Murder-accused denies charge
Murder accused Mauha Huatahi Fawcett told the police he said "Sieg heil" and barked like a dog along with other Mongrel Mob members during the assault that killed Christchurch sex worker Ngatai Lynette Manning, the Crown says.
Crown prosecutor Pip Currie said it was the Crown case that Fawcett, now aged 26, had been directed to stab Manning, aged 27, when he was a gang prospect for the Aotearoa chapter of the Mongrel Mob in December 2008.
She told the High Court in Christchurch that the gang had been involved in "minding" and "taxing" sex workers plying their trade along the city's red light district in Manchester Street.
The case against Fawcett, who was arrested in Auckland in March 2012, is based on a series of statements he gave to the police during the long inquiry. He later retracted some of the details he told them.
Today was the first day of the six-week trial in the High Court at Christchurch. Justice David Gendall told the jury members that they must keep an open mind right to the end, and must decide the case objectively and methodically.
Fawcett pleaded not guilty and will conduct his own defence. Defence lawyer Craig Ruane has been appointed an amicus curiae to advise Fawcett and assist the court during the trial.
Phil Shamy, Pip Currie, and Arpana Raj appear for the Crown in the trial, at which evidence will be called from about 150 witnesses.
Manning, also known as Mellory Manning, had been doing sex work along Manchester Street when she was last seen, and her body was found in the Avon River next morning, showing evidence of a brutal bashing.
Currie said in her opening address that Fawcett and others who were associated with the Mongrel Mob murdered Miss Manning on the night of December 18, 2008.
She had begun work that night about 9.30pm and had several clients before she was last seen about 10.35pm to 10.40pm.
"Around that time, Mongrel Mob members managed to get Miss Manning into a vehicle. She was taken to their (gang) pad in Galbraith Avenue in Avonside. At that address she received the fatal injuries following a violent attack carried out by a number of persons at that address.
"Just after 6.30am her partially naked body was discovered floating in the Avon River, a few hundred metres from Galbraith Avenue."
The post mortem examination showed several types of life-threatening injuries. She had blunt force head injuries, bruises from manual strangulation, and stab wounds to the chest.
The police investigation that followed was difficult because of the type of witnesses, who might not wish to talk freely to the police: sex workers, their clients, gang members and associates.
Fawcett was interviewed and it was evident he was involved in looking after the sex workers and taxing them for each job they did. He said he left Christchurch for personal reasons shortly after Miss Manning's death.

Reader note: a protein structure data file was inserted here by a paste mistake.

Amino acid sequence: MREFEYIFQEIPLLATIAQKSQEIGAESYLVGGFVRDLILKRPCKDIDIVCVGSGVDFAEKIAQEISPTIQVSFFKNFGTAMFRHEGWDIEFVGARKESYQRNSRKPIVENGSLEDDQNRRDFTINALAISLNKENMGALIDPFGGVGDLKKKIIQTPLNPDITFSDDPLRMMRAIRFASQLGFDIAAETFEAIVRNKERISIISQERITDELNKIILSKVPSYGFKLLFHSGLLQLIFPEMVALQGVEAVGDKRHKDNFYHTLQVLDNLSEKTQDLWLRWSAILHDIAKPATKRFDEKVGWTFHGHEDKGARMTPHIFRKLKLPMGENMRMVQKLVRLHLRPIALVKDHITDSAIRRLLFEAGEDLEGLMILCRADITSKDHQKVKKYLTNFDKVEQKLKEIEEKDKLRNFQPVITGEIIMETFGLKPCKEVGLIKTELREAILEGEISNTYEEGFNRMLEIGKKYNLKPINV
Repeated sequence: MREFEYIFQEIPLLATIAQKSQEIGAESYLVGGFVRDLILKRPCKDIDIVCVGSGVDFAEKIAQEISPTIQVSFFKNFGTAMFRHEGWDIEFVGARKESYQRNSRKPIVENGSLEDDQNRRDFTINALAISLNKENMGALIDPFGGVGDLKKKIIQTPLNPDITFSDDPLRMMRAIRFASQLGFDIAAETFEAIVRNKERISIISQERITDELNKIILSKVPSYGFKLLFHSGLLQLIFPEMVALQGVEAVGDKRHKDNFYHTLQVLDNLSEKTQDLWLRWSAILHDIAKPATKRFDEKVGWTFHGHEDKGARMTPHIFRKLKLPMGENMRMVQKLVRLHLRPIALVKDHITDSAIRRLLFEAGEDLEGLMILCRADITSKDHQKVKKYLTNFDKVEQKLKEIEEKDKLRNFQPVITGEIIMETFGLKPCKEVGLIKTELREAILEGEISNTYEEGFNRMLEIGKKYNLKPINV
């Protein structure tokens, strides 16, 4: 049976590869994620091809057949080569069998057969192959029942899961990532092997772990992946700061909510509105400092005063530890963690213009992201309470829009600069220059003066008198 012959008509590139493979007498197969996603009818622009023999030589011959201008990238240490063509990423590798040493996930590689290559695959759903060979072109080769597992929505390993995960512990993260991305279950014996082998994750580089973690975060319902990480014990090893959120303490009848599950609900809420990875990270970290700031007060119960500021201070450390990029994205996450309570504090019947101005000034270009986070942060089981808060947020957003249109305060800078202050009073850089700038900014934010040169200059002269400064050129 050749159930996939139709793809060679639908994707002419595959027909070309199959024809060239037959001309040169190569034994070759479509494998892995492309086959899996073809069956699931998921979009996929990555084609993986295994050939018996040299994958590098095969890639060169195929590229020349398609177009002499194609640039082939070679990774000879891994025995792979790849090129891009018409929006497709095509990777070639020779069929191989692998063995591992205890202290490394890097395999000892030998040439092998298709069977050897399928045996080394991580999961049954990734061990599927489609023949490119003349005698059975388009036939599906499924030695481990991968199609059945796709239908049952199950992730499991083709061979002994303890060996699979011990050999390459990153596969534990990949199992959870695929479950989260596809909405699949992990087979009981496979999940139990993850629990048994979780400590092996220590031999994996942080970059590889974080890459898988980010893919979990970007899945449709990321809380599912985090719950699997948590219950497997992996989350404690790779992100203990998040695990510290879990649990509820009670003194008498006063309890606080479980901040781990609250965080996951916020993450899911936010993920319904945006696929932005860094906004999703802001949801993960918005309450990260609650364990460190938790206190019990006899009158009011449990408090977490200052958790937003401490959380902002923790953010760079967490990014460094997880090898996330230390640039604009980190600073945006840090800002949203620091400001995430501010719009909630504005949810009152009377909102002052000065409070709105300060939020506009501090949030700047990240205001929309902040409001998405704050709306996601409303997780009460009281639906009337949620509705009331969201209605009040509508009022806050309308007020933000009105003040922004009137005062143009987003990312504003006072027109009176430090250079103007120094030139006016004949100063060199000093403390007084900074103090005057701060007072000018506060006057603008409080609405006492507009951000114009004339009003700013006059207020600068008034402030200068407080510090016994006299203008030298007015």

He was spoken to again in late 2009 and early 2010 when he said her death had been a planned hit by the mob, and admitted taking part in the attack himself and the disposal of her body.
He confirmed she had been picked up off the street, and described the attack by several people using weapons.
"He tried to backtrack in one of the later statements," she said. He said he personally had not been involved, but had been a look-out.
He said he was supposed to do the hit "so he could get patched up" and was told to stab her, but did not want to do that and did not do it. He said that others did it, and he went "Sieg heil" and barked like a dog as other mob members were doing during the assault.
When he was arrested in March 2012, Fawcett said he was not involved and had not seen anything of what went on.
Currie said jury members would hear evidence about lifestyles that were totally foreign to them, but they must set aside feelings of sympathy and prejudice and decide the case dispassionately and objectively.
Currie outlined differing accounts that Fawcett had given to the police in his various statements, including his final claim that he did not know what happened at the crucial time.
He told the police that Manning had spat in the face of another Mob member when they went to collect money from her. There was then a struggle and the other Mob member "went overboard".
Fawcett said then that he had no role in the death and had not watched what happened.
He said he had been told that he and a woman who he alleged had stabbed Manning were told to "take the rap".
The pathologist would say that Manning would have succumbed very rapidly to her wounds and would almost certainly have been dead when she was put into the Avon River.
Currie explained that the Crown had charged Fawcett as a joint principal offender in the murder case, or as a party to the murder.
"His involvement, even at a lesser level than others, is still sufficient to make him a party and guilty of murder."
Fawcett made a brief opening statement, speaking very softly.
He said he was not guilty of manslaughter, or murder, or being a party to these offences.
He said he had given false information because of pressure put on by the police.
This crime was "totally out of character" and he was "shocked to be standing here today".
The Crown then began calling evidence from its witnesses.